Chhorvivorn has participated in several trainings organized by the Asian Disaster Preparedness Center (ADPC) and the Cambodian Humanitarian Forum (CHF) - a member of the Preparedness Partnership of Cambodia (PPC), the national chapter of the Asian Preparedness Partnership (APP) In Cambodia. VSG is a member of CHF and has taken part in the project planning for and implementing PPC partnership programs. Chhorvivorn has also participated in COVID-19 support as well as PPC meetings and workshops.

The disconnect between research and application motivates Chhorvivorn Ros. She became an advocate for equality to create spaces that voice women’s needs, “Empowering them starts with their participation in advocacy for increased knowledge, skills, techniques, and technology skills with the support of local authorities and state specialized units.”

Chhorvivorn strives for national commitments to become community level realities, “Cambodia has ratified the Convention on the Elimination of All Forms of Discrimination against Women. Village Support Group (VSG) wants to contribute to the government’s efforts in implementing this mechanism. The national priority focuses on promoting women in all social activities. This creates an atmosphere for them of respect for their rights and participation in climate change mitigation.” Advocating for equality requires organizations such as VSG to engage primarily in rural communities. Approximately 75.77% of Cambodia resides in rural areas. Chhorvivorn explains, “We work with women in target rural communities to ensure that they have adequate food, a decent standard of living, equal rights, employment, and a decent income. We also want to guarantee public services are transparent and accountable when they face the challenges of climate change.”

VSG works towards greater applications of global frameworks for gender equality into the national context. “Our organization has developed relevant bylaws, charters of institutions, policies, and principles to promote gender equality. We also believe that outward change needs to reflect with the organization and we have identified gender focal points within the organization” Staying connected with communities to develop advocates from within is crucial according to Chhorvivorn, “We regularly disseminate and train local community organizations (CBOs) in target areas to strengthen the capacity of men and women to understand and exercise their rights to contribute to community development.”

Women’s equality goes beyond communities and requires the attention of national stakeholders. The business community is women-driven, with 6 out of 10 businesses in Cambodia are owned by them. VSG actively collaborates and encourages the private sector, particularly at sub-national administration, to set up agenda that establishes greater attention to women. “Business communities need to identify policies that give attention to, solve and respond to the problems of women, and promote gender equality. They also need to prioritize financial equity in state institutions and local communities,” states Chhorvivorn. Women have proven their success as 90% of small and medium enterprises managed by women were profitable. Despite this indication, only 3% of women entrepreneurs have access to formal credit and these unmet demands are estimated to be USD 4.2 billion in Cambodia.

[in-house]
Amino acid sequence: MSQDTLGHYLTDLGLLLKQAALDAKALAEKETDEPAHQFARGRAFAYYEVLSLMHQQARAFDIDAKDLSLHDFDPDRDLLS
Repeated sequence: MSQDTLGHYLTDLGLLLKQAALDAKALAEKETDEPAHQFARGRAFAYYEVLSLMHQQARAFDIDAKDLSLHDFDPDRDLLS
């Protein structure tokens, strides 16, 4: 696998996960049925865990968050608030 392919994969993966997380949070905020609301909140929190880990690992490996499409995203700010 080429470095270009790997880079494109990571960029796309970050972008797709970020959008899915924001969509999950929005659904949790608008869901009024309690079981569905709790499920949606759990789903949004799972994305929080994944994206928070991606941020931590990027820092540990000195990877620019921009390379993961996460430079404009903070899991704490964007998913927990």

Chhorvivorn considers the traditional household model as a smaller scale rationale to engaging women in climate change adaptation, “Women are still more responsible for utilizing household resources (plastics, electricity, gas, water, firewood, charcoal) and consumables in Cambodia. Therefore, women are more likely to contribute to climate change mitigation.” She believes the solution is rooted in raising their awareness through tailored messaging. “We need to make educational short videos on concepts from recycling to raising awareness. These messages should center around their proactive approach to climate change and how it affects them.” Although climate change research is making leverage, Chhorvivorn wants these efforts to engage women. “There is no in-depth analysis of women’s vulnerabilities. Researchers need to engage women in the process as one of the lead or main contributors to analyze the risk and needs of women. We should collect at least 70% of the data from women to make any appropriate responses to their needs.”

Women’s participation in the decision-making role for climate change is a multilayered effort. Chhorvivorn connects initial engagement with mechanisms to address the needs of women with the participation of all stakeholders. “We also need to strengthen the capacity of women victims to exercise their full power and rights, a fundraising campaign through these stakeholders, support budgets for women’s activation in climate change adaptation, and conduct a regional competition to identify women champions in such initiatives.” 

Chhorvivorn believes recognition ignites change: “Equality today for a sustainable tomorrow starts with always being valued. Women must have the full support of administrators and stakeholders with the incentive to take action knowing that their voices count.”

Cover Image: Konstantin/